The atmosphere is renowned for being one of the best ever at Anfield that night. Not five minutes had gone by when the incident struck. The ball had bobbled through to Milan Baros, who had lifted it over Petr Cech but had been levelled by the Czech number one in the process. The ref momentarily put his whistle to his lips to blow for a penalty, but didn’t. Luis Garcia sprinted into the box to nudge the ball over the line. William Gallas couldn’t clear in time, although he protested to the contrary, and Liverpool were 1-0 up. The deadlock was broken. Now the Champions had to come at Liverpool. Wave after wave of Chelsea attack came forward for the remainder of the game, again and again it was resisted. In stoppage time, Eidur Gudjonsson thrashed the ball across the face of the goal from six yards out. The Kop held its breath, awaiting the touch that would send Chelsea through on away goals. It never came. The ball hit the opposite corner flag. You knew Chelsea had just spurned their golden opportunity. When the ref blew the final whistle, that sturdy, old ground was rocked to its foundations. “It’s time again for Liverpool to grace a European Cup final,” screamed Clive Tyldsley. That was sweet to hear.

A disappointing 3-1 defeat at Highbury to Arsenal rounded off Liverpool’s away campaign. The following week came a 2-1 home win against Aston Villa in the final league game of the season. That was all irrelevant. We had bigger fish to fry… in Istanbul.

Tickets for our first European Cup final in 20 years were as easy to find as rocking horse faeces. This 14-year-old lad had to watch his mates walk out the school gates on Monday afternoon, knowing they were about embark on one of the greatest journeys of their lives regardless of the result. I was greener than the 1999/00 away strip. Watching on the telly, you could tell the atmosphere was amazing. Taksim Square had been turned red, Scouse accents filled the air, the Efes was flowing and the singing was continuous. My anticipation built up all week around this occasion. The day of the game was the first time that football had made me properly nervous.

A.C Milan were probably the best team in Europe at that time. They had a team that you could name from back to front even to this day; Dida, Maldini, Nesta, Stam, Cafu, Pirlo, Gattuso, Seedorf, Kaka, Crespo, Shevchenko. They were a Goliath. They were facing the likes of Dudek, Traore, Riise, Kewell and Baros. It was surely a no contest. It certainly looked that way when Paolo Maldini volleyed home in the first 90 seconds of the game. I expected a tough game, but Christ I didn’t expect this. Milan continued to disassemble us systematically. We attacked but they were never troubled really. Kaka pulled the strings like nothing I have ever seen before. The movement between Kaka, Shevchenko and Crespo for Milan’s second was bedazzling. The third was ridiculous. Kaka turned Alonso sumptuously in the middle of the park and played a mouth watering through ball, made to look all the more dramatic by Jamie Carragher’s illusive interception, to Crespo who cheekily dinked the ball over Dudek. “Milan are playing football out of this world now. No one can live with this,” cooed Clive Tyldsley after Milan’s third. With us 3-0 down at half time, you couldn’t argue with him.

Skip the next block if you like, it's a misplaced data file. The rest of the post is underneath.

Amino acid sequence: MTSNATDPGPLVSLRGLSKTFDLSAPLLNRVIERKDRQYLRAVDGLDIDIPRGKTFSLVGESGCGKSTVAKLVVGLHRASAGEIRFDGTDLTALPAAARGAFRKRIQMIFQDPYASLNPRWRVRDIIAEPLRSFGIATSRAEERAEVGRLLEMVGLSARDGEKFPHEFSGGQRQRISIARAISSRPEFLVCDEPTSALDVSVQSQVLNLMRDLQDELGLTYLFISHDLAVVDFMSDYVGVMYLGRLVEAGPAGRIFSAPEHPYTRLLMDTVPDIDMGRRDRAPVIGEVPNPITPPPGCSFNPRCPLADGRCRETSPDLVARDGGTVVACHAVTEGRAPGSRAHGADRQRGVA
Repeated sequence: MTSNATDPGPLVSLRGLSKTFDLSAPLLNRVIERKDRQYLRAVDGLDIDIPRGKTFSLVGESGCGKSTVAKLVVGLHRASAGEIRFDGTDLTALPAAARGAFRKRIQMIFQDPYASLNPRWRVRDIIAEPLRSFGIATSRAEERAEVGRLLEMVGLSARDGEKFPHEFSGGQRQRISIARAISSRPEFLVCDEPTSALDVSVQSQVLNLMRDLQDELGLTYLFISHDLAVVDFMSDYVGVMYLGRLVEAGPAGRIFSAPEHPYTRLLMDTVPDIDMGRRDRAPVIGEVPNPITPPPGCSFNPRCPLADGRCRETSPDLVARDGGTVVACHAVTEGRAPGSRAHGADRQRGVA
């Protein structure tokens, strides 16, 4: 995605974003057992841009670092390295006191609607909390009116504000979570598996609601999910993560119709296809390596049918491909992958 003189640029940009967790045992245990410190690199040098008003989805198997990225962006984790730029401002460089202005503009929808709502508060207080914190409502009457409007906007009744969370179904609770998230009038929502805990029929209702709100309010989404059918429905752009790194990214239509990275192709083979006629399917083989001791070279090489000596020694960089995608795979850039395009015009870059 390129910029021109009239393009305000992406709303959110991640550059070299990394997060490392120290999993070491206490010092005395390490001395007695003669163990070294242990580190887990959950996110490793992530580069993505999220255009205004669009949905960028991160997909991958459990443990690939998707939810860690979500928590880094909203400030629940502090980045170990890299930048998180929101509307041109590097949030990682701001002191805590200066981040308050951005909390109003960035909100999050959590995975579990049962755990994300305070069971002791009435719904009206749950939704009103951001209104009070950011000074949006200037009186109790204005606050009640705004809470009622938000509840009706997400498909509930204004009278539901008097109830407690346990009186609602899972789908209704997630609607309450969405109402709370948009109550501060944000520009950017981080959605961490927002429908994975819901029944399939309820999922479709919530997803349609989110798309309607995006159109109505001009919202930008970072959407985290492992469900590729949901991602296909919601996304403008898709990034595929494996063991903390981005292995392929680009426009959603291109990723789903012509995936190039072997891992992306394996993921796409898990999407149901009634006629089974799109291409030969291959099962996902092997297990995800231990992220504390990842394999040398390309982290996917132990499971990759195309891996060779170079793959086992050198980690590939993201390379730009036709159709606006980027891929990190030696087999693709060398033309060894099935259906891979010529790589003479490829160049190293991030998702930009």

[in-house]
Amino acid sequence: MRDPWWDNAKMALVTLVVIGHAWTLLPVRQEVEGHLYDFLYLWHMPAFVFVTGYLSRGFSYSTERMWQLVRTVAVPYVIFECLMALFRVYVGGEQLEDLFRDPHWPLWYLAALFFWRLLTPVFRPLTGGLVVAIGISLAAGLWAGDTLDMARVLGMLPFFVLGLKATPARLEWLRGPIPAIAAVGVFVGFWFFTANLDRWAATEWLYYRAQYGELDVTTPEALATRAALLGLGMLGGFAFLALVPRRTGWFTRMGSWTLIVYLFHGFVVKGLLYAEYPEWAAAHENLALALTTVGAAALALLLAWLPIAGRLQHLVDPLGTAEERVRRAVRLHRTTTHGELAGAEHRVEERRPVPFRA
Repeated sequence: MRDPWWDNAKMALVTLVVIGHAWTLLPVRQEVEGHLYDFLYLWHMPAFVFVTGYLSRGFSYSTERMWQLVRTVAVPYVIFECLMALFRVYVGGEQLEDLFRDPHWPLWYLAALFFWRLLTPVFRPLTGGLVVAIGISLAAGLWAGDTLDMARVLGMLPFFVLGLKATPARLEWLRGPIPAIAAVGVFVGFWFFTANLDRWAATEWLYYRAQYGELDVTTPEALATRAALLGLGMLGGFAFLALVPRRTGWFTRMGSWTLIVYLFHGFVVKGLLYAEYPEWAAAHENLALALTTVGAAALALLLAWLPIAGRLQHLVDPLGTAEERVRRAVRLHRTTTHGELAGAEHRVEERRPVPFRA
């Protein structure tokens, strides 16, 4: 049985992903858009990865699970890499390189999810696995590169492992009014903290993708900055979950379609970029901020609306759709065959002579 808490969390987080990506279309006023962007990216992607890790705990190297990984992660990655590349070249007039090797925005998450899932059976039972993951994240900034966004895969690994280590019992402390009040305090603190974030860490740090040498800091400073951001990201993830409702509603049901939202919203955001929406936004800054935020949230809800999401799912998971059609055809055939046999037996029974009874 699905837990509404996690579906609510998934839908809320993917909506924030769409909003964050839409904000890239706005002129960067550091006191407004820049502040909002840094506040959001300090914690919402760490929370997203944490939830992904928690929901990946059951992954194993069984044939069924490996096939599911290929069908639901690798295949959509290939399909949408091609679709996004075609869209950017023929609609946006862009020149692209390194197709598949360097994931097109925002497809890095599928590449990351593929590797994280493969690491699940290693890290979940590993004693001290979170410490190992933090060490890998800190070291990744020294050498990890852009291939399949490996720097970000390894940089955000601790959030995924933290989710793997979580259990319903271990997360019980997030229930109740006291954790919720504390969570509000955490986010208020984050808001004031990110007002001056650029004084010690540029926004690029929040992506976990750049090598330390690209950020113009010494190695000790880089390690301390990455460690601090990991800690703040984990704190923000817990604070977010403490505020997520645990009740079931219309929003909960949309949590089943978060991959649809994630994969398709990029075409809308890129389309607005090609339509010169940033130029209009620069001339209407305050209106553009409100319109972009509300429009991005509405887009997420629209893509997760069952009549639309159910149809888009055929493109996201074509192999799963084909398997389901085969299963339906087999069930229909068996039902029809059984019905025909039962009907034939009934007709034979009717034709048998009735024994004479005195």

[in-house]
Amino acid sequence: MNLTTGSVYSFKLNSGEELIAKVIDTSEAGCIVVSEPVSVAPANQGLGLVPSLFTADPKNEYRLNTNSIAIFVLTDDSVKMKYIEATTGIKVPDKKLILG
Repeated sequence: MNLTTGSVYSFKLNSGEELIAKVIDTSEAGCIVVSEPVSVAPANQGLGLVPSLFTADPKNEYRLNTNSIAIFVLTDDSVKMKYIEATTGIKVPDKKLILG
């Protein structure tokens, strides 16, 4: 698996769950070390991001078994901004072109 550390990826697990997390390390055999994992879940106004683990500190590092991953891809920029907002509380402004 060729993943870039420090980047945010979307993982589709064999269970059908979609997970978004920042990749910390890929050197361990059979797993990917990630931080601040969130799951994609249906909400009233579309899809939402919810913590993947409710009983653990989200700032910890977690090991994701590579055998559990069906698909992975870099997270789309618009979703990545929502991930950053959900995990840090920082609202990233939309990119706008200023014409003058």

Nobody truly knows what changed in Liverpool at half time, or what was said in the dressing room. But Didi Hamann was brought on in an attempt to nullify the genius that was Kaka. It worked a treat as the Brazilian’s name was hardly heard for the rest of the game. The 15 minutes after half time were a blur and still are for me to this day. When Steven Gerrard scored his header, I thought, at least the fans that are there haven’t wasted their money. When Valdimir Smicer pulled it back to 3-2 with a very un-Smicer finish from 20 yards, I started to believe anything was possible. When Gerrard was pulled down in the box and the ref blew for a penalty, I just couldn’t believe Jamie Carragher was that high up the pitch when I seen him protesting for Genaro Gattuso to be sent off! Xabi Alonso, whom apparently hadn’t taken a pen this side of his 8th birthday, stepped up. Dida saved but Alonso pounced on the rebound. 3-3. F**k me!

The game petered out from there. Serginho was brought on to give the Italians width, Rafa Benitez being the clever tactician he was had moved Steven Gerrard to right wing-back to cover this threat. Gerrard could give you 9 out of 10 playing in any position and duly delivered such a performance that night. When Andriy Shevchenko headed straight at Dudek in the second half of extra time, he looked certain to put away the rebound. That sudden inhalation of terror was palpable around the stadium again. Nobody, not even Dudek himself, could believe it when he threw his hands up and parried the ball over the bar from 2 yards out. Shevchenko knew then that Milan couldn’t win it.

When the game went to penalties, I was fairly confident. It was a lottery and we had clearly burrowed into the collective psyche of Milan. Serginho stepped up first and blazed over the bar. Didi Hamann duly put Liverpool 1-0 up in the shootout, scoring with a broken foot. Andrea Pirlo surely wouldn’t miss. But he did. Djibril Cisse, back from an awful leg break earlier in the season, doubled Liverpools shootout lead. Jon Dahl Tomasson pulled back for Milan before Dida saved from John Arne Riise. Kaka dispatched into the roof of Jerzy Dudeks net to make it 2-2, but Vladimir Smicer put Liverpool back ahead in his final act for the club.

It all came down to this. The final Milan pen. If the taker missed then we would rule Europe once again. If he scored, then it’d be up to Steven Gerrard. We were still in the driving seat. Who is it? Which unfortunate Milan player was going to have to shoulder this burden? Andriy Shevchenko. The minute his face came on the T.V screen, you knew we’d won. He looked absolutely petrified. His run up was disjointed, his pen was uncoordinated. It was no surprised when his tepid effort was easily saved by Dudek.

That was it. Liverpool would end a disappointing campaign as Champions of Europe. In many ways, that iconic game summed up our season. At times it was like watching two teams. We could go from putting on these heroic performances against Olympiakos and Juventus, to turgid displays against Everton and Manchester City. It’s no surprise we didn’t qualify for Europe through our league position when you look at the squad. Players like Igor Biscan, Salif Diao and Anthony le Tallec were still knocking around. But the emphasis on Europe may also have played a massive part on domestic under-achievement. It was clear that going into 2005/06 Benitez would have to invest to turn Liverpool from plucky underdog come good, to credible contenders.